Album Review: Theory Hazit & Toni Shift – Modern Marvels (2010)

Album Review: Theory Hazit & Toni Shift – Modern Marvels (2010)
Rating: 3.5 out of 5 Potholes

Over the past few years there has been a slew of MC/producer records, indicating a return to the way-we-used-to-do-it type of album crafting that I’d like to see continue. Theory Hazit, along with Dutch producer Toni Shift, delivers Modern Marvels (Illect), a record as impressive as any of the aforementioned crop.

“The Hurricane” opens with verses from Hazit and scratch montages by the talented DJ Idull. Referencing to the boxer of the same nickname, the song sets the tone of the album quite nicely by proclaiming the power of the emcee/DJ combo. The most unique thing about this song along with the title track (featuring an aggressive WildChild) is what it represents, or doesn’t, in the instance of the album. Primarily known for hard-hitting, witty rhymes, Hazit seems to get this one out of the way to make for some intimate yet easy to follow songs that touch on a wide variety of topics usually unseen from a typical ‘beats and rhymes’ emcee.

The creative apex is “Concealed Weapon”, where Shift provides Theory with a modulated backdrop that Hazit uses to tell a story from the perspective of a child ridiculed by bullies, as well as his own father, for being socially awkward. “Things ain’t been the same…since my mom passed away/I just wanna go away…I just wanna go,” Hazit’s character muses to himself as the song opens. It’s a particularly vulnerable moment The Ruler himself would be proud of.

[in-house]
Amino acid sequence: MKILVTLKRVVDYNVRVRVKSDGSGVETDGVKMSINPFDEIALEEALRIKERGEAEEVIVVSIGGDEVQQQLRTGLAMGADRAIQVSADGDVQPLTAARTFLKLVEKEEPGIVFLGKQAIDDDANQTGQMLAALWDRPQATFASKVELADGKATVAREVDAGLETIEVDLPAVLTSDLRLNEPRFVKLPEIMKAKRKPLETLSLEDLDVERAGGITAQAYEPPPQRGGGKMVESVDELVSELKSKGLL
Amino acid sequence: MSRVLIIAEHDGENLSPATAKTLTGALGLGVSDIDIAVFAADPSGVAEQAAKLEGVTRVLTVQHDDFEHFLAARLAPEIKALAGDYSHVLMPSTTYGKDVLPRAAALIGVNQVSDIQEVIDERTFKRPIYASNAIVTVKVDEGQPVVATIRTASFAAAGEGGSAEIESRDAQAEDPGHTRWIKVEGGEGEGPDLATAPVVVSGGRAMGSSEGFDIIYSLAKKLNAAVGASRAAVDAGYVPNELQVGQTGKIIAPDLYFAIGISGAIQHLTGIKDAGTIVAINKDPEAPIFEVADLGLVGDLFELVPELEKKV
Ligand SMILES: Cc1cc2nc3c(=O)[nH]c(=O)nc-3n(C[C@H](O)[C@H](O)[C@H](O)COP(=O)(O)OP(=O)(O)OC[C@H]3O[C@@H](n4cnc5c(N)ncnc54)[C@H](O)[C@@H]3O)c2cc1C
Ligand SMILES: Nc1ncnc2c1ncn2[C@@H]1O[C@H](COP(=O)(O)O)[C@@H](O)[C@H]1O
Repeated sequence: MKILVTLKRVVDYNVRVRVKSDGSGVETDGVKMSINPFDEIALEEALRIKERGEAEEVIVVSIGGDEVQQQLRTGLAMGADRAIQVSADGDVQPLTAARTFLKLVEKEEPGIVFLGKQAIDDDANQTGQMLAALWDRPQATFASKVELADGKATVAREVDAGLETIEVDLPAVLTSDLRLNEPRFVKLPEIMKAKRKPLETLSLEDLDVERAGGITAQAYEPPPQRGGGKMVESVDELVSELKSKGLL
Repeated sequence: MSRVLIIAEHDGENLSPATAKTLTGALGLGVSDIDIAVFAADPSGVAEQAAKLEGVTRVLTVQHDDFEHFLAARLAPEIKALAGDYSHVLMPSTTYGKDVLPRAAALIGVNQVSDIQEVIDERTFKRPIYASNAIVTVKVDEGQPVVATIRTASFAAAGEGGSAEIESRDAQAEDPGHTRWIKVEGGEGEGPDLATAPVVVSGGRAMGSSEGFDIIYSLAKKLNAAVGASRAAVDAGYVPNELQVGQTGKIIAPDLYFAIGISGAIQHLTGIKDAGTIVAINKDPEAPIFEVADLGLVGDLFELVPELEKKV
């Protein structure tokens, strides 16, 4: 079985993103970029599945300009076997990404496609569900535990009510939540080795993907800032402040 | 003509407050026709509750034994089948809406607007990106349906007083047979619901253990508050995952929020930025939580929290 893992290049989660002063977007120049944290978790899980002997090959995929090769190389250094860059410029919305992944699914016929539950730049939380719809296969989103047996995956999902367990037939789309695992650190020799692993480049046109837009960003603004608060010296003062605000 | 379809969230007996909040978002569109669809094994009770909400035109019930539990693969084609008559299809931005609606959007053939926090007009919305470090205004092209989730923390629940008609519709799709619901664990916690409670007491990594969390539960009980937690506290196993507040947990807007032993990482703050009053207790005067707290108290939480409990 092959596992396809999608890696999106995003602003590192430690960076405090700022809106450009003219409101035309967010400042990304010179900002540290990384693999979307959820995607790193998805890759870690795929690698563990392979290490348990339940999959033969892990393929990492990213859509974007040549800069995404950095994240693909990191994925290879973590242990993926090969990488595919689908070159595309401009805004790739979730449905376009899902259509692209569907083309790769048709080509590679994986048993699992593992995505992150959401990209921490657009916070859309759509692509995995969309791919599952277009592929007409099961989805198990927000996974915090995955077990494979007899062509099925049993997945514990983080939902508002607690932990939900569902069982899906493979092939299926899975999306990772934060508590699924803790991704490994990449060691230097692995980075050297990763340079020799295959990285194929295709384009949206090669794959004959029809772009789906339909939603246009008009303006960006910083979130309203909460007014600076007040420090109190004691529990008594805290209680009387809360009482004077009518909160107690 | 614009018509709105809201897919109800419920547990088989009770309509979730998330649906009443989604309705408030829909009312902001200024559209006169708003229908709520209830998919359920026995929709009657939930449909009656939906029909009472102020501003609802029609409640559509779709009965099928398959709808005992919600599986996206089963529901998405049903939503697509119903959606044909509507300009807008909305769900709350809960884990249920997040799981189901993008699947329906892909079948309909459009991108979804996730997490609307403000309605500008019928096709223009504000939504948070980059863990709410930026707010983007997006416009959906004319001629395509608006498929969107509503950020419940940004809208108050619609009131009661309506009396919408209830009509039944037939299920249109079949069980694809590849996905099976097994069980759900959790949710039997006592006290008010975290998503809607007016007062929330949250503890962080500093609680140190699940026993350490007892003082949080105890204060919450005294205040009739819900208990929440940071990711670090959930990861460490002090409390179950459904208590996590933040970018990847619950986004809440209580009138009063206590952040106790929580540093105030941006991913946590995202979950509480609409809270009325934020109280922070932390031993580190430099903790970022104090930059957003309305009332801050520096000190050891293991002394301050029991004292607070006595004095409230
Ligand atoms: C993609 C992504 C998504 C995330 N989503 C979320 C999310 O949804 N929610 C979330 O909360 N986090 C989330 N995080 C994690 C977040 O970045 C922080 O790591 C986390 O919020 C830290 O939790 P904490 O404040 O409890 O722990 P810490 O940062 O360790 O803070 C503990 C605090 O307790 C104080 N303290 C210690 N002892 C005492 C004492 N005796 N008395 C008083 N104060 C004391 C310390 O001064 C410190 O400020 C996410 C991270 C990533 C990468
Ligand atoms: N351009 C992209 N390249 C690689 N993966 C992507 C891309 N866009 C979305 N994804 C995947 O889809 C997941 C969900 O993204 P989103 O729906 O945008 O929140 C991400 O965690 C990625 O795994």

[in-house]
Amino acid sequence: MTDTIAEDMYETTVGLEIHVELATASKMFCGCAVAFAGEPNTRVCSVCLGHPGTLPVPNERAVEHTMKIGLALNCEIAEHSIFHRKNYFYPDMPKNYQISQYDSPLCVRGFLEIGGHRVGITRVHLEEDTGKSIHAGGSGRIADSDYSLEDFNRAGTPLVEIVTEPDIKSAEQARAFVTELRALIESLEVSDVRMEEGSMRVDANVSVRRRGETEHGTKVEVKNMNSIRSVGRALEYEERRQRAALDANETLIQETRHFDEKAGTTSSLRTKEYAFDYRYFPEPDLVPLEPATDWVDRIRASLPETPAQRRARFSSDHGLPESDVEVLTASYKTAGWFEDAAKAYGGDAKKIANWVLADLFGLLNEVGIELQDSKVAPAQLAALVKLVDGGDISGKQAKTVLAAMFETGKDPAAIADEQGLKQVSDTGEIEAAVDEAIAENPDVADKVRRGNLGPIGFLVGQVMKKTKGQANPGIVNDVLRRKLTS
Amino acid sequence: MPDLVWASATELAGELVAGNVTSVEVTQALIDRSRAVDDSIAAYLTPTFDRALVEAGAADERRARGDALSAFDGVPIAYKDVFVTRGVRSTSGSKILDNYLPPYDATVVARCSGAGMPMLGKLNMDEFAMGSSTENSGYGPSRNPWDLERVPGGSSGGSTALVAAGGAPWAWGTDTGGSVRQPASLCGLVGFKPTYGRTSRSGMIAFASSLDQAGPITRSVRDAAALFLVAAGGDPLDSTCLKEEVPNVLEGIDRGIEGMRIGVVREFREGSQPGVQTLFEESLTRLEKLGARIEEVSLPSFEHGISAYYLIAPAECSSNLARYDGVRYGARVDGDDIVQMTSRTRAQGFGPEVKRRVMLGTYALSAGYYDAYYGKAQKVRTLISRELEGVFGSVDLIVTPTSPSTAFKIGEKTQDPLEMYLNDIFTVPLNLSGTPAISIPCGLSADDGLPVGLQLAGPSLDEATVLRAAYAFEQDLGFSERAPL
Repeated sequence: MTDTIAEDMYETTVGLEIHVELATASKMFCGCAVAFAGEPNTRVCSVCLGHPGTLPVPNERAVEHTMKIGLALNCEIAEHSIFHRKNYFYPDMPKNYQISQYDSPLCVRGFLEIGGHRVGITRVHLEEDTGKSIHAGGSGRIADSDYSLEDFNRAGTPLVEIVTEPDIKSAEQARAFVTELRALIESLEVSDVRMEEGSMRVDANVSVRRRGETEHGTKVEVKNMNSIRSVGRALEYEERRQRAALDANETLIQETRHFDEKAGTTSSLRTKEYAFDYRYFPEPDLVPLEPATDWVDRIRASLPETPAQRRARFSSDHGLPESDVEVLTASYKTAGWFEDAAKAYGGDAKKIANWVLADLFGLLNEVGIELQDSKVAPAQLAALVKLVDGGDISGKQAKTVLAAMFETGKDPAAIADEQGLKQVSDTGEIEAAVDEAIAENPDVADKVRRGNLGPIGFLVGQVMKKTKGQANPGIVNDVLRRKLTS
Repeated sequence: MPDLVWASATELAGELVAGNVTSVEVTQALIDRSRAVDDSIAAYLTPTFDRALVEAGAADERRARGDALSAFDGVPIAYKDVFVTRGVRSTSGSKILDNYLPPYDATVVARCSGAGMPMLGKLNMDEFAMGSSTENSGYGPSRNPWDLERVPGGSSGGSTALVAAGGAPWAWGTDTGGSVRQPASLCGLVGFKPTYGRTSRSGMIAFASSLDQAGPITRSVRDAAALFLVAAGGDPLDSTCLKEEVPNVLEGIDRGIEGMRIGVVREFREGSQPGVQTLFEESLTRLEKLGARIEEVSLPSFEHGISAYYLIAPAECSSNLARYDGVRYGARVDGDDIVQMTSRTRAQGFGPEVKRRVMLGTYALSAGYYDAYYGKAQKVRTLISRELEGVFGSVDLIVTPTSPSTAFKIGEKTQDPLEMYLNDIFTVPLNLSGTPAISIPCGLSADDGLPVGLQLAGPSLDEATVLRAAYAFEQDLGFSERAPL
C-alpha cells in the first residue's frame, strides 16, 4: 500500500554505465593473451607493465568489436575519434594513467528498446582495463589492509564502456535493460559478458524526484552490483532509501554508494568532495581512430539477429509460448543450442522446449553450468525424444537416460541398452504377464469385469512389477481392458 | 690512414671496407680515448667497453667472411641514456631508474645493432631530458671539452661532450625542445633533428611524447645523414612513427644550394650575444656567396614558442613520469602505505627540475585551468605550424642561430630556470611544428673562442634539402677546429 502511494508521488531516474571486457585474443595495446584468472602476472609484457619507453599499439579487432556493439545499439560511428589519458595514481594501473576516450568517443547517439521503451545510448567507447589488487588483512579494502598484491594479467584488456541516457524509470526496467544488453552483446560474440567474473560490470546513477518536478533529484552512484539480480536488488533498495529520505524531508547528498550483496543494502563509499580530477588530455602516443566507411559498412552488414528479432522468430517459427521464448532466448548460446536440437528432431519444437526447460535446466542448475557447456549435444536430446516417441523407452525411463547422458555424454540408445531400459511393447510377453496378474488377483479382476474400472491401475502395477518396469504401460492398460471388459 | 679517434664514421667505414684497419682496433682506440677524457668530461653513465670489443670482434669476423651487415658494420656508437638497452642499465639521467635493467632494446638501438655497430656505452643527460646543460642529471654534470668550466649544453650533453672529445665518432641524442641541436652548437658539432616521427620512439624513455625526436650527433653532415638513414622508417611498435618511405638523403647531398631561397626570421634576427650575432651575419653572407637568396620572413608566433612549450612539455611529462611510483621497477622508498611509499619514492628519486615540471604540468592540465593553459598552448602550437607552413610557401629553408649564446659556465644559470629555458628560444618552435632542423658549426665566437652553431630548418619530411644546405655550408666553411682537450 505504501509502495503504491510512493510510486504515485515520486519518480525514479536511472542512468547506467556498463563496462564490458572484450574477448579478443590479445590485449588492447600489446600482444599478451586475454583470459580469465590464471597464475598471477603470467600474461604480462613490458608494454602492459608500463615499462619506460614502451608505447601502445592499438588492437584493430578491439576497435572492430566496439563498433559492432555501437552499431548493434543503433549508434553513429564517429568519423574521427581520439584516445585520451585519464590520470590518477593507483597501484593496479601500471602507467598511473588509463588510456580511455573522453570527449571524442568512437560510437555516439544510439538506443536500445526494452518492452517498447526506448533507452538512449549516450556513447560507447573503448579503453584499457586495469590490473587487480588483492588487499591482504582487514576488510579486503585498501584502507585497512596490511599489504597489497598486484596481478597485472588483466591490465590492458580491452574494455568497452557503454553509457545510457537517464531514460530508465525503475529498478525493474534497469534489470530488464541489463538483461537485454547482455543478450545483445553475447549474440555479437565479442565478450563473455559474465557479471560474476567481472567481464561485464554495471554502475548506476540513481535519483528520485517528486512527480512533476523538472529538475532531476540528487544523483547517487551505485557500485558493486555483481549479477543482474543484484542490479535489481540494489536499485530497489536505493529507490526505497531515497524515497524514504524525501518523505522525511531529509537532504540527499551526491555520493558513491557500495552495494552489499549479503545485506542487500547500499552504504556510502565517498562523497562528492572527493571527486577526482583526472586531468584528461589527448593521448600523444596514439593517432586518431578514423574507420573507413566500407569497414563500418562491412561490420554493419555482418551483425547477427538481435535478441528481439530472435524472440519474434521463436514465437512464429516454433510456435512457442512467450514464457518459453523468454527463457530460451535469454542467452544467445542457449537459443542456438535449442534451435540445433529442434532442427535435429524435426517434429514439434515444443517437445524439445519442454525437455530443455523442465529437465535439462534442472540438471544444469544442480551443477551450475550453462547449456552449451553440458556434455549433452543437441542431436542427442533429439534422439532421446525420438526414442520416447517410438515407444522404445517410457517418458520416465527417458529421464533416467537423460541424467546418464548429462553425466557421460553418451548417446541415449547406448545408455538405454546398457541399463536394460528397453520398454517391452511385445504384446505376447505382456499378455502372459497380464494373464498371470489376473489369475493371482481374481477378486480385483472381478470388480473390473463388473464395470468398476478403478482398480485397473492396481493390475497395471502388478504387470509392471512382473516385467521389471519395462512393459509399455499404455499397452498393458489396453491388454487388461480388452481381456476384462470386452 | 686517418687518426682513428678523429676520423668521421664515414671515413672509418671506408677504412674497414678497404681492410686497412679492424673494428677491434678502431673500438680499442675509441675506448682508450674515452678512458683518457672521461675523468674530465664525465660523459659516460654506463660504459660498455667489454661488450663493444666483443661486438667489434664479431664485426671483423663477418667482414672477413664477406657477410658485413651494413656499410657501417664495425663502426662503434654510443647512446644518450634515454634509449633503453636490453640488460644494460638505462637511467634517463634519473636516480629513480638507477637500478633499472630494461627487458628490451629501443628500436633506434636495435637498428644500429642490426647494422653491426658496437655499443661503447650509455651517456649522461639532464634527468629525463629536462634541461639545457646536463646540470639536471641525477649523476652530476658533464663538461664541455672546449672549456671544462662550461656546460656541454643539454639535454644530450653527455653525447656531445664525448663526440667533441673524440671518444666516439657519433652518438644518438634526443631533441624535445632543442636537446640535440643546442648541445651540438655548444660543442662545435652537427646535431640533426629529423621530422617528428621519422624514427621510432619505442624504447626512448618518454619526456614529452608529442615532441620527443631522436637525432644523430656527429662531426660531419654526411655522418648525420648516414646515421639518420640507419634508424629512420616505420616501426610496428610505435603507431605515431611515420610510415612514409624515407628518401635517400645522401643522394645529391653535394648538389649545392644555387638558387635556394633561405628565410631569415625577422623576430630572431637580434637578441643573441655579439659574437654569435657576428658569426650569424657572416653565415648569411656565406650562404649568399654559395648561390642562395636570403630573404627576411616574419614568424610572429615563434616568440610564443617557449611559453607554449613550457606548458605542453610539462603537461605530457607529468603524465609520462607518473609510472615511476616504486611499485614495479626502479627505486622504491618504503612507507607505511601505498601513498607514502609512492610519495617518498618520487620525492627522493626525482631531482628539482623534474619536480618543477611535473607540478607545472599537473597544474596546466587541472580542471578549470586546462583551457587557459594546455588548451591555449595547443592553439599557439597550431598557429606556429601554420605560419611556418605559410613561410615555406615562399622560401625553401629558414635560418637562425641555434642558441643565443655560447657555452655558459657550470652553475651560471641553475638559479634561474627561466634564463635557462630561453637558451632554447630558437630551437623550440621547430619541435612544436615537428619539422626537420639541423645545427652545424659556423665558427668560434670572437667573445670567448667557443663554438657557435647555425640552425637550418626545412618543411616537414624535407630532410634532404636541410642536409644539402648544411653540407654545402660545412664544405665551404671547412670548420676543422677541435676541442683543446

From “Careless Mister” through to “Uncanny”, Theory Hazit proves himself more than one dimensional, as does Toni Shift, simultaneously adapting and intertwining with each other’s style and manage to create something truly special. Shift’s music is a departure from the rhythmically rigid synthy sound that dominates currently, as well as the boomy kick/burpy bass/eye-blinking snares of today’s underground scene. Seemingly unfazed by the ongoing ‘sound wars’, Shift has crafted a sound that’s well suited for headphones. In fact he actually bridges the two very convincingly by stressing composition and structure, never letting one element overtake everything else. The several sound clips in between songs find ways not to distract from the songs they follow and precede, adding to the listening experience over repeated listens.

Albums like this usually tend to drift lyrically and the music keeps them afloat, or the reverse happens and the music gets stale but the verses keep your attention. But with no real intro or outro to speak of, the 15 songs play well in back to back listens and there is o real drop off in quality between them. You may find yourself liking some songs more than others but as thorough as this record is that’s to be expected.

If you’re familiar with Theory Hazit’s track record, you’ll know after a few listens that with his co-conspirator he’s done it again. No lover of emotive lyricism or refreshing sonic approach should go without listening to this record, as these modern marvels get the job done like Stan Lee and Jack Kirby’s greatest creations.

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